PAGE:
On the morning of Jan. 8, 2007, I was driving along a narrow, twisting, two-lane highway through rural Kentucky. I'd delivered my oldest son to school. I was still on Christmas break and returning home to work on a book proposal. The newly elected Ohio Senator Sherrod Brown was on the radio talking about "fair trade." It was morning in America, and despite the grey, sleety sky, I was feeling a rosy patriotic glow. Then National Public Radio's Morning Edition co-anchor Steve Inskeep turned to analyst Cokie Roberts for a comment on the Brown interview, and I almost drove into a goat pen.
Naturally, Inskeep framed the issue as a horse-race question. "Is the notion of cracking down on free trade a winning issue for Democrats?" But Roberts brushed such petty considerations aside and turned loose an ideological tirade. "It is in some states and in some districts, but it's a long-term loser," she said. "It puts them essentially on the wrong side of history with globalization." Having declared the spirit of the age, she continued, "Even though labor unions often lose with trade agreements, consumers gain." Roberts signed off with a stern warning to Brown and anyone else who might buck the corporate trade agenda. "Democrats have to be very careful here .…"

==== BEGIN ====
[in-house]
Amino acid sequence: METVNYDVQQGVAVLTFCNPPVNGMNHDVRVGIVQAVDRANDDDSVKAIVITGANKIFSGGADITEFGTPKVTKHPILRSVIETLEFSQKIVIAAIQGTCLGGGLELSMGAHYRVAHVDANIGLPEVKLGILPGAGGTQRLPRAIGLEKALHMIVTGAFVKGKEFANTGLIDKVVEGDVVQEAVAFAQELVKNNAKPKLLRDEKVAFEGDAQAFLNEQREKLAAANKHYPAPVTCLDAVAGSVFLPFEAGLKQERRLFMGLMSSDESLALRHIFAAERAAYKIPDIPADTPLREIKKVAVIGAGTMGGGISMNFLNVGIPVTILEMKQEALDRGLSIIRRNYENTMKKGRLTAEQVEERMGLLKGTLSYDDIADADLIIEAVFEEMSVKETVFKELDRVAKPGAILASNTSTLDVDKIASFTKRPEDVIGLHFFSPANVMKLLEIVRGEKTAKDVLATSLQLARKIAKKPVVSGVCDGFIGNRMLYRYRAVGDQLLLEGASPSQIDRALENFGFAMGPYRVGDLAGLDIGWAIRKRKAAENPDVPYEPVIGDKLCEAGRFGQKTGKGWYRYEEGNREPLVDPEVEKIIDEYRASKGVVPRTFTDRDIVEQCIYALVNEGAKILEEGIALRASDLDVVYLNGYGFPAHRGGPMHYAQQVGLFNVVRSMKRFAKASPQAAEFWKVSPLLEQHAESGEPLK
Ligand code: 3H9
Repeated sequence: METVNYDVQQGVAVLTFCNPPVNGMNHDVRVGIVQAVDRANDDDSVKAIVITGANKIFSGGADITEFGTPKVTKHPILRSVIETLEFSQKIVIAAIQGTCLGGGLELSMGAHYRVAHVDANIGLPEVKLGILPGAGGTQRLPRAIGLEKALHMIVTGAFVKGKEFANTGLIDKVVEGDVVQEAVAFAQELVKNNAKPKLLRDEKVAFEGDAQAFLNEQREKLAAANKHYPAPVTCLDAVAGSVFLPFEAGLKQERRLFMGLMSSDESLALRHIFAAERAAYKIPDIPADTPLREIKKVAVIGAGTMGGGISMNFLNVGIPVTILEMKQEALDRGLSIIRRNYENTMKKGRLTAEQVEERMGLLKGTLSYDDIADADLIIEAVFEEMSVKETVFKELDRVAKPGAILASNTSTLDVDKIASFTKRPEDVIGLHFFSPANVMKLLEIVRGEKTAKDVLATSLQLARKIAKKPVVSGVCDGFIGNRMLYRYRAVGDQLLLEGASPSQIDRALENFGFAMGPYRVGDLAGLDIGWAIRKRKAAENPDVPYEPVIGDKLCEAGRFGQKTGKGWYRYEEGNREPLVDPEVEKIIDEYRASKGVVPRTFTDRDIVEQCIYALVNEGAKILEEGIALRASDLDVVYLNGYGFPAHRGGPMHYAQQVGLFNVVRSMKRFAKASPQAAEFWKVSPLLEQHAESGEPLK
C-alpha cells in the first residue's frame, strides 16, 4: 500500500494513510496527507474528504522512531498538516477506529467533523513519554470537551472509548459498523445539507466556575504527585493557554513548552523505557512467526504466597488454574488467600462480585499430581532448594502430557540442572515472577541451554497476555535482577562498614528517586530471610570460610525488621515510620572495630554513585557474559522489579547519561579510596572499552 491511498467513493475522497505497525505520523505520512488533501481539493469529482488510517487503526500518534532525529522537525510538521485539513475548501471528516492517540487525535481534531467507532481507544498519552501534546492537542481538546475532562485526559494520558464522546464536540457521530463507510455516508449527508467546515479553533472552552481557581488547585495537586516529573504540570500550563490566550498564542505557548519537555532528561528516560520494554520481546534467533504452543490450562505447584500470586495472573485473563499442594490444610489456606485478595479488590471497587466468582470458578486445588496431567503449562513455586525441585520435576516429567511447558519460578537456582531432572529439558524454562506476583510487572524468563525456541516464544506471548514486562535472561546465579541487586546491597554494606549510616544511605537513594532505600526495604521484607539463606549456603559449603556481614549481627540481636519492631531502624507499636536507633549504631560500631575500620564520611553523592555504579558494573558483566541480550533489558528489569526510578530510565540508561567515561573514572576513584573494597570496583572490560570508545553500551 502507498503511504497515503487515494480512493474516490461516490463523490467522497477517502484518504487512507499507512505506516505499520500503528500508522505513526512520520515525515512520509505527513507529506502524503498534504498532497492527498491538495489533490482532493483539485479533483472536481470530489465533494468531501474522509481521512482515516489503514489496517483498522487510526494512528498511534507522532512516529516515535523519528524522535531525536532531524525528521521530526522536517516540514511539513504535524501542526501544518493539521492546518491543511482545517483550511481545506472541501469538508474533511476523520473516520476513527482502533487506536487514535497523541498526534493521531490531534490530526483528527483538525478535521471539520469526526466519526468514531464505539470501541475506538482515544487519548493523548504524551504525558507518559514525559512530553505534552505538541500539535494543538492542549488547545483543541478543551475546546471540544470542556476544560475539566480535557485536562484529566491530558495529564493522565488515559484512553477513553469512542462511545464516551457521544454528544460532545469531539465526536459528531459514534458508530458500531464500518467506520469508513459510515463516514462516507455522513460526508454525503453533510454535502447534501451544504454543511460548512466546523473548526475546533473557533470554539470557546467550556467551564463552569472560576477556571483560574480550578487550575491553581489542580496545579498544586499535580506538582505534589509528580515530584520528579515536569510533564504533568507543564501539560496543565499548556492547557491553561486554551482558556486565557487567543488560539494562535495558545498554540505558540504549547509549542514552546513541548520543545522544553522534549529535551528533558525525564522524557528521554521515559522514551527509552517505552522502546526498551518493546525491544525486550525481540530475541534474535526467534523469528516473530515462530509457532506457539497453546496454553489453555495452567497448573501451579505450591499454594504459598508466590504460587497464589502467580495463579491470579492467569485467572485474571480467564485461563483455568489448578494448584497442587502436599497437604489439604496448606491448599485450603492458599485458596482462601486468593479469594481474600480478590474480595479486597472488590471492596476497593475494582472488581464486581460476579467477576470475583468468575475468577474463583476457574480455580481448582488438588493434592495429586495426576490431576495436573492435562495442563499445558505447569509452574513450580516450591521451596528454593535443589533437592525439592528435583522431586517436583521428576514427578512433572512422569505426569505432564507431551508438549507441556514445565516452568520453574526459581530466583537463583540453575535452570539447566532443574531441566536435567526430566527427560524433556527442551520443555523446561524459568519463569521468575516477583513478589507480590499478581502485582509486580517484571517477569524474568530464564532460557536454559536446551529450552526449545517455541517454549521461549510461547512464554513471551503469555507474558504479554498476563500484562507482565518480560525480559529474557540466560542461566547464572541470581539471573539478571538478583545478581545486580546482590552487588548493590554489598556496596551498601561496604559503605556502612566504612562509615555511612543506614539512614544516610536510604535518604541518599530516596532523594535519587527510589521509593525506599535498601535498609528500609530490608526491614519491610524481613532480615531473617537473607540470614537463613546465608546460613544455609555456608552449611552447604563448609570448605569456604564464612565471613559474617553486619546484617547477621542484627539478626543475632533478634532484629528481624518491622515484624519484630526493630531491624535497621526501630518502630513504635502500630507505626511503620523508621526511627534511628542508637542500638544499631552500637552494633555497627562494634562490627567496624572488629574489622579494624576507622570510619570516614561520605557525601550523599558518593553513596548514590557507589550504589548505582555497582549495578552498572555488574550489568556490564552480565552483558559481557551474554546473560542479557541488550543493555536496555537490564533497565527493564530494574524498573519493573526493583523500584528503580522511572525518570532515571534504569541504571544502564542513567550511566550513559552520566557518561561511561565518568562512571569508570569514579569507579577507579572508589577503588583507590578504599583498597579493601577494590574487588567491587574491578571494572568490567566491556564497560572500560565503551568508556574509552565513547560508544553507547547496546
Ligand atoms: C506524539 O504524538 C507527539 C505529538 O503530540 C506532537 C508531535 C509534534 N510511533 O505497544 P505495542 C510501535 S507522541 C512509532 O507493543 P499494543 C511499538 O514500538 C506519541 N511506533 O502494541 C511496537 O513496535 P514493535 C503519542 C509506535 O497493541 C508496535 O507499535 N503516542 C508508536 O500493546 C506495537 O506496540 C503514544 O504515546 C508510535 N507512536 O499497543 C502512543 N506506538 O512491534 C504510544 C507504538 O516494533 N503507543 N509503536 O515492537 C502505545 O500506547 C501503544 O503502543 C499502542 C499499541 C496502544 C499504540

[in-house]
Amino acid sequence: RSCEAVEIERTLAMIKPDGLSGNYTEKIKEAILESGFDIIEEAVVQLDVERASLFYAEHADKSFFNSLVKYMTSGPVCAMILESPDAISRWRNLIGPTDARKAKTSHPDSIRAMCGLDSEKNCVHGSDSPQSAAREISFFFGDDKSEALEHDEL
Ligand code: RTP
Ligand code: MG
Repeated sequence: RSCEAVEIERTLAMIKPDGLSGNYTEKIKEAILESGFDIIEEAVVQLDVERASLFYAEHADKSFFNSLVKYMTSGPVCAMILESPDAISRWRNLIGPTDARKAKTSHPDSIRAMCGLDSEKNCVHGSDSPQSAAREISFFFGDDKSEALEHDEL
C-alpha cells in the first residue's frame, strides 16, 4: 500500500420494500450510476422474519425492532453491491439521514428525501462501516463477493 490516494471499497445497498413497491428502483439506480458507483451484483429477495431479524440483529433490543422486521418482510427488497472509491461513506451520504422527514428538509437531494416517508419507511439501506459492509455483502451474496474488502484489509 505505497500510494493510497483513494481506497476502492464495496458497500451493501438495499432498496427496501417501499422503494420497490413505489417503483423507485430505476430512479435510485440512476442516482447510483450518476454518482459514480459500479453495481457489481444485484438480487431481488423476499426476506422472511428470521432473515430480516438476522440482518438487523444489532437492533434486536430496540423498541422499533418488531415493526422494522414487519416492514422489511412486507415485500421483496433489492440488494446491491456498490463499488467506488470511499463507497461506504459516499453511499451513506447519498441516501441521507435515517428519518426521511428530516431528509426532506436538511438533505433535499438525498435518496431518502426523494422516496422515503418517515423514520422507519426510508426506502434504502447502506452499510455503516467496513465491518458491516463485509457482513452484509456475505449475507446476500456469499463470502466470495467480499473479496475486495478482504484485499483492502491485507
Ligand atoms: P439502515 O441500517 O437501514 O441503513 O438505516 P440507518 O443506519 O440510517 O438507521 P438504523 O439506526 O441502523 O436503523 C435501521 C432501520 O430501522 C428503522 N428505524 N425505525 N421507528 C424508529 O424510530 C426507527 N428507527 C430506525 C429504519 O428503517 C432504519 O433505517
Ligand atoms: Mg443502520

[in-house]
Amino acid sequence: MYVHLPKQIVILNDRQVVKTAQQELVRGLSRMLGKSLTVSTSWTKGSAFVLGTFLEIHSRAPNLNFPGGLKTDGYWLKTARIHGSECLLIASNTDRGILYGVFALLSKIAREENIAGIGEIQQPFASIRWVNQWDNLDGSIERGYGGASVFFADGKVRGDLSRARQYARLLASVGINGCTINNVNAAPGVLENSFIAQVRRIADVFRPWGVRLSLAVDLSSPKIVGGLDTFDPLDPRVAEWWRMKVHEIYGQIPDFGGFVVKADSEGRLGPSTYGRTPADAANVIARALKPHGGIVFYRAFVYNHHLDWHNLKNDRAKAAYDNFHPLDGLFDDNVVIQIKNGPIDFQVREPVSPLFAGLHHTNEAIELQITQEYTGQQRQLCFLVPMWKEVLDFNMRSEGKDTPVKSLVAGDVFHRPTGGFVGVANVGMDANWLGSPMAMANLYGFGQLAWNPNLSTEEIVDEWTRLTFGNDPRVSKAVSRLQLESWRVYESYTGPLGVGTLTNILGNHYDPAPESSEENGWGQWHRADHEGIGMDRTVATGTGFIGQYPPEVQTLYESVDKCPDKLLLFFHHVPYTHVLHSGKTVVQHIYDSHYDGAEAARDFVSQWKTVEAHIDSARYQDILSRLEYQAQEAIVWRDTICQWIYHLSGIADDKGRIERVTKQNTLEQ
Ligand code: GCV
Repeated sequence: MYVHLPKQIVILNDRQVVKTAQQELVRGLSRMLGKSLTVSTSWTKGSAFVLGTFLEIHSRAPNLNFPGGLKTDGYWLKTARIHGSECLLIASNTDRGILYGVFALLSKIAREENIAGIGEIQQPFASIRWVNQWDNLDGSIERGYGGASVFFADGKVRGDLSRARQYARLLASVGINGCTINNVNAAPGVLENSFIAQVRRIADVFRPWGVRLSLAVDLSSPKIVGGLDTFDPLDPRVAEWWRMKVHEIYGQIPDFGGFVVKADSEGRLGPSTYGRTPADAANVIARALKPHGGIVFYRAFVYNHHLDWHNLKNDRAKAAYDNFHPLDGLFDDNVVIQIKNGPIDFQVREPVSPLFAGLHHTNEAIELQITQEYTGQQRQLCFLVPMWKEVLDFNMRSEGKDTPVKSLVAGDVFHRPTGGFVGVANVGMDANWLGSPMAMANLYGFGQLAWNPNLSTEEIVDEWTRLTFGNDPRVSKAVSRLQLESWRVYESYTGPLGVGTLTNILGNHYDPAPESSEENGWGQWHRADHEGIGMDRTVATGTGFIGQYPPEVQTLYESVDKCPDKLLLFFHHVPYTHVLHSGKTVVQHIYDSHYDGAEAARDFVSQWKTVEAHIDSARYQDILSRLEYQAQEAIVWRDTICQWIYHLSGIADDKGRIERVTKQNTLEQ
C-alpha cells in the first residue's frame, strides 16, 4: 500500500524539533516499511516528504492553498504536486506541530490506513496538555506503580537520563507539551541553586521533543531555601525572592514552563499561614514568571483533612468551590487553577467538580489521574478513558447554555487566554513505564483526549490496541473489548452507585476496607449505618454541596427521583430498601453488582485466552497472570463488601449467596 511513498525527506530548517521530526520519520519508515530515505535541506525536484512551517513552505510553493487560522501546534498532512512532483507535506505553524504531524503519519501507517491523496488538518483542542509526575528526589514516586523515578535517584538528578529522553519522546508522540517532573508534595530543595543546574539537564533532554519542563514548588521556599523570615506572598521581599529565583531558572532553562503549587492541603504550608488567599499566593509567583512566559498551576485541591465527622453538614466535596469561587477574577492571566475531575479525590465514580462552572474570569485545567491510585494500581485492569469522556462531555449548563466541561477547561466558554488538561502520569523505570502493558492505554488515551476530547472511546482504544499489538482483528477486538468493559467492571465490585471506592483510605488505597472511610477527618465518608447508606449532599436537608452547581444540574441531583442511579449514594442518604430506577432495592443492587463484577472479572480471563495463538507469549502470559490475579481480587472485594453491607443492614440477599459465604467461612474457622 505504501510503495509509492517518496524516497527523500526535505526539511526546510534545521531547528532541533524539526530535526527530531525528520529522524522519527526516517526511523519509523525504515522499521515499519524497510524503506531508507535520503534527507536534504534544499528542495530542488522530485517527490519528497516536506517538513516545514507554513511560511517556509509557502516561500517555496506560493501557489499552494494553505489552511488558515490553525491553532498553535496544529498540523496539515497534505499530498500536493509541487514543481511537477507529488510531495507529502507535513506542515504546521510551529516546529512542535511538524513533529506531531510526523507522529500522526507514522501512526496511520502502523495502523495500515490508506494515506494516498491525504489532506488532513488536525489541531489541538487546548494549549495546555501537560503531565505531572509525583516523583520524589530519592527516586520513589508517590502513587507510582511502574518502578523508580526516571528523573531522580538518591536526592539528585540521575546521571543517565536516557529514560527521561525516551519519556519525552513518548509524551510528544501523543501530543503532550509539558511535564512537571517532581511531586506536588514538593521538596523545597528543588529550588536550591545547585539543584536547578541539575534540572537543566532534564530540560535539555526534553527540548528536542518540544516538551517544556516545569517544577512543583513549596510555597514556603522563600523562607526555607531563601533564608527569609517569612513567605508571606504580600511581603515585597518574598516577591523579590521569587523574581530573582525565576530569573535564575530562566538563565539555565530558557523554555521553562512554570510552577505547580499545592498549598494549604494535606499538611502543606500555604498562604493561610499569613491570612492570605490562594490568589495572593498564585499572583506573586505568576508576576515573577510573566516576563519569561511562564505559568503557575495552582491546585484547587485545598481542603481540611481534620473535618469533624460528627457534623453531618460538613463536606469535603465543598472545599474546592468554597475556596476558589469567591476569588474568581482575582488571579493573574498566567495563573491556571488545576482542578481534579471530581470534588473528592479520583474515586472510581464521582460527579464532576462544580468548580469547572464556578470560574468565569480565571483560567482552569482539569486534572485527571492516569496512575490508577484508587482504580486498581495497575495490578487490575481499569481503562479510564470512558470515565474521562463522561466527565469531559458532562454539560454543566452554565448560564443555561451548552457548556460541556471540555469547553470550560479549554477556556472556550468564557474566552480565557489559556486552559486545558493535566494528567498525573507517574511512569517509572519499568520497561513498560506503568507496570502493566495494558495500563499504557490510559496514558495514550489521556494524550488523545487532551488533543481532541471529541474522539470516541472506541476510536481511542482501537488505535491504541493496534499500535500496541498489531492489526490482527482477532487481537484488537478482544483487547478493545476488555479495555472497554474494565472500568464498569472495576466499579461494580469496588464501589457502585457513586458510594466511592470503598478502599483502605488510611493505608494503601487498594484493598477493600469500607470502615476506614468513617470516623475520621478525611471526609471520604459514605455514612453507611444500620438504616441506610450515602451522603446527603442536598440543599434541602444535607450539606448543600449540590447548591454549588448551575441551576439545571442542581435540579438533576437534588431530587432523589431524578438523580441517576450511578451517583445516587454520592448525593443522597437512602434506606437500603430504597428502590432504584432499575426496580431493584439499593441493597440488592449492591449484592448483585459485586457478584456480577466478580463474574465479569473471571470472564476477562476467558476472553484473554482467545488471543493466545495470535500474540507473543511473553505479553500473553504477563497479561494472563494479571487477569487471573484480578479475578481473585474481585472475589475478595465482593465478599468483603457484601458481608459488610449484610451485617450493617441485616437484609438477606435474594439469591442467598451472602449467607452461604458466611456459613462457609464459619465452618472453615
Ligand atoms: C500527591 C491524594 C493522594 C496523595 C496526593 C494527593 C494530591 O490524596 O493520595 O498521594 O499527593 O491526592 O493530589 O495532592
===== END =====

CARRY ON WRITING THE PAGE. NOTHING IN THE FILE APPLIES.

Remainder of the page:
Roberts is, of course, the ultimate insider journalist, and her reporting usually repeats conventional Beltway wisdom. But she's not in the habit of issuing Hegelian pronouncements on the tides of history. Corporate globalization, however, is covered by a different set of journalistic rules. When it comes to the supposed benefits of "free trade," virtually all of the mainstream media have, for the past 15 years, shed their customary skepticism, embraced corporate economic orthodoxy, and brooked absolutely no dissent.